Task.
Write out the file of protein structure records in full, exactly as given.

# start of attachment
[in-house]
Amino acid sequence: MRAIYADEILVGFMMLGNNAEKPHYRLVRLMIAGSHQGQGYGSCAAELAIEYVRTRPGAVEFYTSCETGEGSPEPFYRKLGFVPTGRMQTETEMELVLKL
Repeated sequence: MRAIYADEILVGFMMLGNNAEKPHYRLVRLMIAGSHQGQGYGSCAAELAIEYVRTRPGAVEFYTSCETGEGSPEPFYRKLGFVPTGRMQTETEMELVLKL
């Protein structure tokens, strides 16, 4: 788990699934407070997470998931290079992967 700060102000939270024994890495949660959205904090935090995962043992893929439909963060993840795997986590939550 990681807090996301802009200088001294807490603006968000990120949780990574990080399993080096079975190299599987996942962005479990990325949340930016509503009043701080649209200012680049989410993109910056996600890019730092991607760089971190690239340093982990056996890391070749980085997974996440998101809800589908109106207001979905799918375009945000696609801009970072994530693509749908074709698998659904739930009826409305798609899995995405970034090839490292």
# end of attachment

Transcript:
[in-house]
Amino acid sequence: MRAIYADEILVGFMMLGNNAEKPHYRLVRLMIAGSHQGQGYGSCAAELAIEYVRTRPGAVEFYTSCETGEGSPEPFYRKLGFVPTGRMQTETEMELVLKL
Repeated sequence: MRAIYADEILVGFMMLGNNAEKPHYRLVRLMIAGSHQGQGYGSCAAELAIEYVRTRPGAVEFYTSCETGEGSPEPFYRKLGFVPTGRMQTETEMELVLKL
């Protein structure tokens, strides 16, 4: 788990699934407070997470998931290079992967 700060102000939270024994890495949660959205904090935090995962043992893929439909963060993840795997986590939550 990681807090996301802009200088001294807490603006968000990120949780990574990080399993080096079975190299599987996942962005479990990325949340930016509503009043701080649209200012680049989410993109910056996600890019730092991607760089971190690239340093982990056996890391070749980085997974996440998101809800589908109106207001979905799918375009945000696609801009970072994530693509749908074709698998659904739930009826409305798609899995995405970034090839490292």